'We do everything together' Why friendships in the Welsh camp could be crucial to World Cup success

Watch: ITV Wales Sports reporter Matt Southcombe interviews Connor Roberts and Daniel James

Not only are Connor Roberts and Daniel James about to be part of the first Wales side to compete at a World Cup in 64 years, they’re about to do it with their mates.

Much has been made - and said - of the close bond that exists between the players in the Wales squad, extending far beyond the pitch.

When captain Gareth Bale was enduring a tumultuous end to his time at Real Madrid, international camps in Wales were framed as a sort of safe haven for one of the game’s greatest ever players.

At their team base in Hensol, players have smiles on their faces, they enjoy coming to work.

It’s a desirable narrative from a public relations standpoint, but it is genuine.

Though Roberts is slightly older, he and James have enjoyed similar careers to date and formed their relationship during their formative years at Swansea City.

And similar relationships permeate throughout the national camp.

“We all sit together, eat together, we do everything together when we’re in camp,” Roberts told ITV Wales.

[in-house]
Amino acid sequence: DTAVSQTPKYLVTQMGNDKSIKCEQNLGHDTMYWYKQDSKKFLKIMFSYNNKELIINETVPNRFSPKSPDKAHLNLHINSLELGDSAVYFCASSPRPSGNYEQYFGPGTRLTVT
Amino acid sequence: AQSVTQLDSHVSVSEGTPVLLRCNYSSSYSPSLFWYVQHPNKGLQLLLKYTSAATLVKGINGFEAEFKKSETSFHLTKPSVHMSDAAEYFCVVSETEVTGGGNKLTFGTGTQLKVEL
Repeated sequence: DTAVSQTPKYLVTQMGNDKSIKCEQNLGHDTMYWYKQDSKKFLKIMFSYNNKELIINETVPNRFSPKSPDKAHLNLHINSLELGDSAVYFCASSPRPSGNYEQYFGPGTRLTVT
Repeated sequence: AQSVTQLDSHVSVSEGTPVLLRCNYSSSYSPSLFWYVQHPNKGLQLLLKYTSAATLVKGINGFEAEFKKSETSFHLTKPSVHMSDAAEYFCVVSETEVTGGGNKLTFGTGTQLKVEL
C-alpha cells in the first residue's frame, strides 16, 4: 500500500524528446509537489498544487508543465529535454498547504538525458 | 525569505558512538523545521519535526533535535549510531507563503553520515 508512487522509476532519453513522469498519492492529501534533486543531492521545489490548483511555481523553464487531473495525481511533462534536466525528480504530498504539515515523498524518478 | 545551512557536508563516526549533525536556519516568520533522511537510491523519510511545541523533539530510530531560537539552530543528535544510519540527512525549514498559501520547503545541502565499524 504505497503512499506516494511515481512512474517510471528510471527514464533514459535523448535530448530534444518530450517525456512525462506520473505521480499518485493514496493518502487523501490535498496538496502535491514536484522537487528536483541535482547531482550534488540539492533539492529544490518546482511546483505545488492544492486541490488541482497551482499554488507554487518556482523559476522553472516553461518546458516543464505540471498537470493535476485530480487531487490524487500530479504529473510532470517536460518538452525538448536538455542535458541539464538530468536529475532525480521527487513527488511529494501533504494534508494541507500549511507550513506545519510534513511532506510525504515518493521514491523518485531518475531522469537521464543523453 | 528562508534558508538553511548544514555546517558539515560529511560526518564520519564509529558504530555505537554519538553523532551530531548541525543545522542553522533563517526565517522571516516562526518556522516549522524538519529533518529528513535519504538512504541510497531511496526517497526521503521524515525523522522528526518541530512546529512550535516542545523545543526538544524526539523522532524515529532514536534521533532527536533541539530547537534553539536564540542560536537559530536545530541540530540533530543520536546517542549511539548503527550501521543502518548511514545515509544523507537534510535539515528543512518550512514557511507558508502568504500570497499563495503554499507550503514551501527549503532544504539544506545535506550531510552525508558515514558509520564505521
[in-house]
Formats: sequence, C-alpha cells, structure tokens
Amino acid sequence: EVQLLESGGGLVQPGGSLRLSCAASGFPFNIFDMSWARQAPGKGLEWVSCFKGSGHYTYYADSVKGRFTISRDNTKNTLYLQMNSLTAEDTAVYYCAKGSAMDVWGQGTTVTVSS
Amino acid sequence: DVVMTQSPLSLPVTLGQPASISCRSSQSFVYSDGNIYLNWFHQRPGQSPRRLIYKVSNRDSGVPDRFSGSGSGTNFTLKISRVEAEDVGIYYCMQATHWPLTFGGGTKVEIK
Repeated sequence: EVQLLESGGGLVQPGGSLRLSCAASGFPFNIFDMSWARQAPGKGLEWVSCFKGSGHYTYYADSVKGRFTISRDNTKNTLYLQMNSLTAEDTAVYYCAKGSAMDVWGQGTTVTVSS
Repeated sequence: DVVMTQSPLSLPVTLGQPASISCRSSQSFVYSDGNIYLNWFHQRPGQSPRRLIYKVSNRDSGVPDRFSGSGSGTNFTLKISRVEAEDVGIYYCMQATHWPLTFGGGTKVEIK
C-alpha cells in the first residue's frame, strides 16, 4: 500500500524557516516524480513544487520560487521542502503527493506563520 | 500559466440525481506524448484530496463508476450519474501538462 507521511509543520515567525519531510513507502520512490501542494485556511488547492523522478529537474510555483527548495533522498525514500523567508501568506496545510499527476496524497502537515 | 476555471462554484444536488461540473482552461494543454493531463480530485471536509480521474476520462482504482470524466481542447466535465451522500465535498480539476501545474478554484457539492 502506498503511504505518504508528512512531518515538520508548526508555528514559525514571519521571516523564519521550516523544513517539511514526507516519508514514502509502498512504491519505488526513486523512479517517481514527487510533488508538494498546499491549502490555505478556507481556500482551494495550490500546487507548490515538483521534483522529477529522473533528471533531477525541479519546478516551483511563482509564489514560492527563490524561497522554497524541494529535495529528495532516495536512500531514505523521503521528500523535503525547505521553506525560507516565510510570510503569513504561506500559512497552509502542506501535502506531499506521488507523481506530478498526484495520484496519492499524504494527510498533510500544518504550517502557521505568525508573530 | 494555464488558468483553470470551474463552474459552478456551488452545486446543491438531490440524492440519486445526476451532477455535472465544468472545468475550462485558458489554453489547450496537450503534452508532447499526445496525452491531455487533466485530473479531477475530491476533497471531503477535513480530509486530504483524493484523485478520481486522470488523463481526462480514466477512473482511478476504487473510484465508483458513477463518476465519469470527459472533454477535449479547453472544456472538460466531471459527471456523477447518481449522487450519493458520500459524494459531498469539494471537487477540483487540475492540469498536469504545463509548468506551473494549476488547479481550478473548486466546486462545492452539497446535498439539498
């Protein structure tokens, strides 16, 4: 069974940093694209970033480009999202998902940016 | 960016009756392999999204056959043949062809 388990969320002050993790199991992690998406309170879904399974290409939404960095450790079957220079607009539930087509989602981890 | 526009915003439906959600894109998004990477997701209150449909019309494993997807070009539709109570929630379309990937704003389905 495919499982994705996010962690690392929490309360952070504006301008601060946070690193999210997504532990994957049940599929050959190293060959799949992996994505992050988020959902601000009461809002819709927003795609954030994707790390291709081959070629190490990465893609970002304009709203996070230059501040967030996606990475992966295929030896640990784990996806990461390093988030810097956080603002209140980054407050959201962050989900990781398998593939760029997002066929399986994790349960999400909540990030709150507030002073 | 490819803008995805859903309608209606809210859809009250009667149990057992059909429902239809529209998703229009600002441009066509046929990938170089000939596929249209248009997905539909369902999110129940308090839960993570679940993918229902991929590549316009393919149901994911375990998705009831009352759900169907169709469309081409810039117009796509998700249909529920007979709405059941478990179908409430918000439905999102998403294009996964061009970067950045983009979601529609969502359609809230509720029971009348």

“For me to see DJ [James] and Joe Rodon do really well, having seen them growing up playing for Swansea City – I’m not doing too bad – but to see my mates doing brilliantly, being a part of something amazing and playing for their country, is something special.”

James added: “There are obviously certain groups but we all get along with each other well and it’s so important because going into a tournament like this, you need to be able to trust people and be able to tell people straight, maybe when they’re not working hard.

“All the boys can do that because we’ve got good relationships.”

Wales have now arrived in Qatar and are settling into their new surroundings, with their opening match against the USA just three days away.

The USA are just above Wales in the FIFA World Rankings, as are fellow group opponents England. The fourth team in the group, Iran, are just one place above Wales, making it one of the tightest groups in the tournament.

Roberts, though, is not concerned.

“It’s going to be three tough games and they’ve got players who can do things, as have we,” he said. “I’m sure if our best players, DJ in particular, turn up then we can go far.”